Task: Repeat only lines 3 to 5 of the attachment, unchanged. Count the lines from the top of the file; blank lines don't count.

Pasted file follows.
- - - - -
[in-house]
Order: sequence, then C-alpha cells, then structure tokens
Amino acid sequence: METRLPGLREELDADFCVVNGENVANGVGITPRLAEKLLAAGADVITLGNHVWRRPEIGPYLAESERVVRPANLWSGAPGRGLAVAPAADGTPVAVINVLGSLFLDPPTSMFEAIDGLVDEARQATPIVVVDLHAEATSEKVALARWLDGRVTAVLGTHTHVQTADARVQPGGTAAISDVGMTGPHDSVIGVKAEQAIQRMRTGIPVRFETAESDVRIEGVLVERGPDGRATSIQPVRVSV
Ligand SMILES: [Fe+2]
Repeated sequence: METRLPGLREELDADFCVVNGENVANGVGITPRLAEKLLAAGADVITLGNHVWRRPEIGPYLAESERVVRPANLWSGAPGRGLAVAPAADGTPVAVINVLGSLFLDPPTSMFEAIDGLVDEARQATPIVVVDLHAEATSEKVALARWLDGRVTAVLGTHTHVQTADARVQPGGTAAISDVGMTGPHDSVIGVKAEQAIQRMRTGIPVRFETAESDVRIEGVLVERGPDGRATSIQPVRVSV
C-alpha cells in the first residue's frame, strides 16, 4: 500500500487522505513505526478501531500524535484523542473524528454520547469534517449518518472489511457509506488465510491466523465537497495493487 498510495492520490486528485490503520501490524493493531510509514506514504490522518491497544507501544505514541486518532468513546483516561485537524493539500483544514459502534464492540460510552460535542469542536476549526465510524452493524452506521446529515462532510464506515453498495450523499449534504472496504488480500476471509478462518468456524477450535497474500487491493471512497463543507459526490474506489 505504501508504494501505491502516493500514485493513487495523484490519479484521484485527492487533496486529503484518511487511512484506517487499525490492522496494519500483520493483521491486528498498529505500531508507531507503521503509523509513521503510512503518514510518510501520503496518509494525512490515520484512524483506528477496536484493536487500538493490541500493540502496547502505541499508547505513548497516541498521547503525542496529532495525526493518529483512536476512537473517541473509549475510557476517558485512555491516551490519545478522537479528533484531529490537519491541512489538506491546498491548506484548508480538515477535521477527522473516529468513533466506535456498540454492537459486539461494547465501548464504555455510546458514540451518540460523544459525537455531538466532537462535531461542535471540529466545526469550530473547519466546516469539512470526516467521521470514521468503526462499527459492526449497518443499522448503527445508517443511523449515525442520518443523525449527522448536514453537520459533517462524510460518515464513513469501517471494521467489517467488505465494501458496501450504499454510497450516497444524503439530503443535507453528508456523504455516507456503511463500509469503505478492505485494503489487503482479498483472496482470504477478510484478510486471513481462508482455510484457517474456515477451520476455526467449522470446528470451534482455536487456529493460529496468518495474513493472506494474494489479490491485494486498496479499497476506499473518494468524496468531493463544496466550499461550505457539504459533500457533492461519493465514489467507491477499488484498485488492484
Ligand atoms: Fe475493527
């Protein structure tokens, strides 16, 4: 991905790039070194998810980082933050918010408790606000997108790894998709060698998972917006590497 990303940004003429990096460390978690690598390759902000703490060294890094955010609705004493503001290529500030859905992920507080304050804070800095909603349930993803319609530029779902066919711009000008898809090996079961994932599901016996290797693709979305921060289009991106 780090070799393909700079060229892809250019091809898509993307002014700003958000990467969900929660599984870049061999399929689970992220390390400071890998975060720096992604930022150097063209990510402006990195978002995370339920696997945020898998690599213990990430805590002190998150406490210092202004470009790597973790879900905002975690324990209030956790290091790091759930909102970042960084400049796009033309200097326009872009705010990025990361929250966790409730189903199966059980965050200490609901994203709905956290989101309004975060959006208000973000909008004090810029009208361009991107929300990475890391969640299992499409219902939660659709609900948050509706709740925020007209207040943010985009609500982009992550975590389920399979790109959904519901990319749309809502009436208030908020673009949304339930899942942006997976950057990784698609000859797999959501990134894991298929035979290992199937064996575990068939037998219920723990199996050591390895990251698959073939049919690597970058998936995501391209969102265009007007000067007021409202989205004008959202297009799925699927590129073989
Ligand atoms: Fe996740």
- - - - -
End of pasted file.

Amino acid sequence: METRLPGLREELDADFCVVNGENVANGVGITPRLAEKLLAAGADVITLGNHVWRRPEIGPYLAESERVVRPANLWSGAPGRGLAVAPAADGTPVAVINVLGSLFLDPPTSMFEAIDGLVDEARQATPIVVVDLHAEATSEKVALARWLDGRVTAVLGTHTHVQTADARVQPGGTAAISDVGMTGPHDSVIGVKAEQAIQRMRTGIPVRFETAESDVRIEGVLVERGPDGRATSIQPVRVSV
Ligand SMILES: [Fe+2]
Repeated sequence: METRLPGLREELDADFCVVNGENVANGVGITPRLAEKLLAAGADVITLGNHVWRRPEIGPYLAESERVVRPANLWSGAPGRGLAVAPAADGTPVAVINVLGSLFLDPPTSMFEAIDGLVDEARQATPIVVVDLHAEATSEKVALARWLDGRVTAVLGTHTHVQTADARVQPGGTAAISDVGMTGPHDSVIGVKAEQAIQRMRTGIPVRFETAESDVRIEGVLVERGPDGRATSIQPVRVSV